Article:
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Original research
Prognostic implications of atrial fibrillation in adults with Ebstein anomaly


Objective Supraventricular arrhythmias are common in adults with Ebstein anomaly (EA). However, there are limited data about prognostic implications of atrial fibrillation (AF) in this population. Accordingly, our aim was to assess the clinical profile and burden of AF in adults with EA, and the relationship between AF and outcomes.

Methods and results Six hundred eighty-two consecutive adults with a median age of 36 (24–49) years from Mayo Clinic, Minnesota, USA, between 2003 and 2020 were included. Sustained episodes of AF, clinical, echocardiographic, rhythm and surgical data were collected. Prevalence of AF at baseline was 18% (126 patients); the first episode occurred at a mean age of 43±17 years. Patients with AF were older, were more likely men, and had hypertension, renal dysfunction, cardiac devices, and more advanced right-sided and left-sided remodelling. During a median follow-up of 156 (81–240) months, 62 patients (11%) developed incident AF. At the last encounter, prevalence of AF was 28% (188 patients); of those, 63 (34%) had recurrent AF. Hospitalisation for heart failure (HF) occurred in 51 patients (7%). AF (HR 2.32, 95% CI 1.18 to 4.47; p=0.01) was independently associated with hospitalisation for HF. All-cause death occurred in 53 patients (8%); it was more frequent in those with AF in the univariable analysis, although it did not remain significant in the multivariable analysis.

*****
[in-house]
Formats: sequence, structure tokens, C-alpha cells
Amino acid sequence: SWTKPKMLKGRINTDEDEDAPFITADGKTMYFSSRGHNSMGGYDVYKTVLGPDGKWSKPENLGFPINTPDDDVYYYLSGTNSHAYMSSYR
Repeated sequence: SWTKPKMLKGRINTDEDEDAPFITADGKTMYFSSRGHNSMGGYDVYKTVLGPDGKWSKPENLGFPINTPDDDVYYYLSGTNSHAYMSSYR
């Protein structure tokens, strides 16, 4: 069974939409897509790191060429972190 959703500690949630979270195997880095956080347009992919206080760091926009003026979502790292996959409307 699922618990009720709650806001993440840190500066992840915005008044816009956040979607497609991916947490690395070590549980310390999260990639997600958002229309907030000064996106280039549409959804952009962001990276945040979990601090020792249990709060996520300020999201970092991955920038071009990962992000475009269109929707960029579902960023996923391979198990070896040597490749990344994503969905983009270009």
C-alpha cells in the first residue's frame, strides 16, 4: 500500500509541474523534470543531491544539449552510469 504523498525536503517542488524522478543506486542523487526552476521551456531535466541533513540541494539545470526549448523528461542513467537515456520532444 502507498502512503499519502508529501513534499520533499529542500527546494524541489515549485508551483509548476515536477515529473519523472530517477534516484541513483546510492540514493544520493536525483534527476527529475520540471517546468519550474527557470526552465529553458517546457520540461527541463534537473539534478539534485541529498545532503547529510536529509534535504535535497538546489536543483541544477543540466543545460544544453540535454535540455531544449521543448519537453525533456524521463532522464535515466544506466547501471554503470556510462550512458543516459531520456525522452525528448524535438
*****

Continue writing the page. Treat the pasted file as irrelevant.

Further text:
Conclusions AF in EA develops at relatively young ages with one-third of the cohort exhibiting a recurrent pattern. Patients with AF had a higher prevalence of comorbidities and worse right-sided and left-sided cardiac remodelling. AF was independently associated with HF hospitalisation.

  • Atrial Fibrillation
  • Heart failure
  • Echocardiography
  • Heart Defects, Congenital
  • Tricuspid Valve Insufficiency

Data availability statement

Data are available upon reasonable request.

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